Pokerish to Polianite
(Pok"er*ish), a. Infested by pokers; adapted to excite fear; as, a pokerish place. [Colloq. U. S.]
There is something pokerish about a deserted dwelling.Lowell.
(Pok"er*ish), a. Stiff like a poker. [Colloq.]
(Pok"et) n. A pocket. [Obs.] Chaucer.
(Poke"weed`) n. (Bot.) See Poke, the plant.
(Pok"ey) a. See Poky.
(Pok"ing) a. Drudging; servile. [Colloq.]
Bred to some poking profession.Gray.
(Pok"ing-stick`) n. A small stick or rod of steel, formerly used in adjusting the plaits of
(Pok"y) a. [Written also pokey.]
1. Confined; cramped. [Prov. Eng.]
2. Dull; tedious; uninteresting. [Colloq.]
(Po*lac"ca) n. [It. polacca, polaccra, polacra; cf. F. polaque, polacre, Sp. polacre,] [Written
1. (Naut.) A vessel with two or three masts, used in the Mediterranean. The masts are usually of one
piece, and without tops, caps, or crosstrees.
2. (Mus.) See Polonaise.
(Po"lack) n. A Polander. Shak.
(Po*la"cre) n. Same as Polacca, 1.
(Po"land*er) n. A native or inhabitant of Poland; a Pole.
(Po"lar) a. [Cf. F. polaire. See Pole of the earth.]
1. Of or pertaining to one of the poles of the earth, or of a sphere; situated near, or proceeding from,
one of the poles; as, polar regions; polar seas; polar winds.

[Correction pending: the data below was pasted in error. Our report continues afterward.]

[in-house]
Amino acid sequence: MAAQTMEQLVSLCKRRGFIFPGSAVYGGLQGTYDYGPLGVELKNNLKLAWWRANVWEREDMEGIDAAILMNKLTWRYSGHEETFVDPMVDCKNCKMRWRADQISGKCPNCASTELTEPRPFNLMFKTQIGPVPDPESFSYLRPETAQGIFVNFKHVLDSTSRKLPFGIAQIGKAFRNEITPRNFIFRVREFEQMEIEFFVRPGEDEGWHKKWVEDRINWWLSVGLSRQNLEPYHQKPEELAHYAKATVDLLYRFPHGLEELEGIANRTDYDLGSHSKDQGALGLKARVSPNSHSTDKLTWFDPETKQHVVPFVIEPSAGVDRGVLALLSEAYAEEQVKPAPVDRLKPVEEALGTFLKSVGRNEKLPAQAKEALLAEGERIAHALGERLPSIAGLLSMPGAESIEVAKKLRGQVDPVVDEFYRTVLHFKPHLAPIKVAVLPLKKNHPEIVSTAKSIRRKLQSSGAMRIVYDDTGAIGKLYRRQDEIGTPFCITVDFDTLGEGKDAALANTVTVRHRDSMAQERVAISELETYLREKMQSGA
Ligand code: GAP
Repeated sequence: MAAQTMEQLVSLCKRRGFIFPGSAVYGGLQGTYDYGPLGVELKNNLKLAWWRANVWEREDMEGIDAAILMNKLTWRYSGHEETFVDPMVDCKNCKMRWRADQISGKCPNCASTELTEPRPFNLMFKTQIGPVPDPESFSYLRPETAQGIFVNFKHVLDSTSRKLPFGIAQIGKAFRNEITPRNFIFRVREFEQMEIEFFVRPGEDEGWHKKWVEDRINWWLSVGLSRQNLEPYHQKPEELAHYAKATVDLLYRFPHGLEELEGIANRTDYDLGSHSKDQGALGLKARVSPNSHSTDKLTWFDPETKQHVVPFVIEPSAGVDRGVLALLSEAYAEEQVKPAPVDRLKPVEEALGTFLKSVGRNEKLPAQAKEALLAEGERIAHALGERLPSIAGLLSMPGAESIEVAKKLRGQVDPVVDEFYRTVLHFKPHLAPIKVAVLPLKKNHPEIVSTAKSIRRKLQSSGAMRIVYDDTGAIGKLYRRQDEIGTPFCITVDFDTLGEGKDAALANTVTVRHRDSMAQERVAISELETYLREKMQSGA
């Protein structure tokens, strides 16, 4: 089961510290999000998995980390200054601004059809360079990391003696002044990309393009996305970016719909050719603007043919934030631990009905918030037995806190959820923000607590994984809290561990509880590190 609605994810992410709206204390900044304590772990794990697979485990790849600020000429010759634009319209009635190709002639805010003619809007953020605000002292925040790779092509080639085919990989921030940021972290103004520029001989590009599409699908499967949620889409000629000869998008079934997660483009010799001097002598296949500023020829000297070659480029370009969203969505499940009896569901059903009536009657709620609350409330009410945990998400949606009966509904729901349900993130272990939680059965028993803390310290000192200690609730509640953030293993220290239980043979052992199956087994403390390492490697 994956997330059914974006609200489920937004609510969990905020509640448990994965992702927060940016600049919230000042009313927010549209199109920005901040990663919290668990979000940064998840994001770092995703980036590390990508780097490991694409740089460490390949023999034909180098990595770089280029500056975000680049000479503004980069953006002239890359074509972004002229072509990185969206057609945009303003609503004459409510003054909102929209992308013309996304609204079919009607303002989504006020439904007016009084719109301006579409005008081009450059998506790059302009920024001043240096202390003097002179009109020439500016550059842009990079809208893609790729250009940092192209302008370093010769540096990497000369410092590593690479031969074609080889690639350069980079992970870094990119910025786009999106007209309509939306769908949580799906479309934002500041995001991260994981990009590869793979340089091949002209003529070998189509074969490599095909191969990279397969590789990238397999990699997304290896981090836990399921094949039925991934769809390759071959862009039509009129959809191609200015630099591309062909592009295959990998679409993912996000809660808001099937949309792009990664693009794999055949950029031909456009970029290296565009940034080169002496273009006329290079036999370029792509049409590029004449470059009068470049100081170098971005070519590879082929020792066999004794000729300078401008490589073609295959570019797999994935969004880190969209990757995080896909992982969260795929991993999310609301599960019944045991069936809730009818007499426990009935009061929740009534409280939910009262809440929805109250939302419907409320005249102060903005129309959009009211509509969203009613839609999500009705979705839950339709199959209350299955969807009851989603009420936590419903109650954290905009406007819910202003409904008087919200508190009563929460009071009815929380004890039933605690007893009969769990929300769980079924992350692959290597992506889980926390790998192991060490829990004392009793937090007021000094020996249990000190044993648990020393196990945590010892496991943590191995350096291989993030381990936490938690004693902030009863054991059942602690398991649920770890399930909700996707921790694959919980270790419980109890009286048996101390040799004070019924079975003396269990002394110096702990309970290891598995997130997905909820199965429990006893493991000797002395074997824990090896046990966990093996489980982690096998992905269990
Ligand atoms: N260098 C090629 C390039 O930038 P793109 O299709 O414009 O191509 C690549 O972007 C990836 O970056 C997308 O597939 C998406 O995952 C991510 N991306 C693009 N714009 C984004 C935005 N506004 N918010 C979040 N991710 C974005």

2. Of or pertaining to the magnetic pole, or to the point to which the magnetic needle is directed.
3. (Geom.) Pertaining to, reckoned from, or having a common radiating point; as, polar coördinates.
Polar axis, that axis of an astronomical instrument, as an equatorial, which is parallel to the earths
axis. Polar bear (Zoöl.), a large bear (Ursus, or Thalarctos, maritimus) inhabiting the arctic regions.
It sometimes measures nearly nine feet in length and weighs 1,600 pounds. It is partially amphibious,
very powerful, and the most carnivorous of all the bears. The fur is white, tinged with yellow. Called
also White bear. See Bear. Polar body, cell, or globule (Biol.), a minute cell which separates
by karyokinesis from the ovum during its maturation. In the maturation of ordinary ova two polar bodies
are formed, but in parthogenetic ova only one. The first polar body formed is usually larger than the
second one, and often divides into two after its separation from the ovum. Each of the polar bodies
removes maternal chromatin from the ovum to make room for the chromatin of the fertilizing spermatozoön; but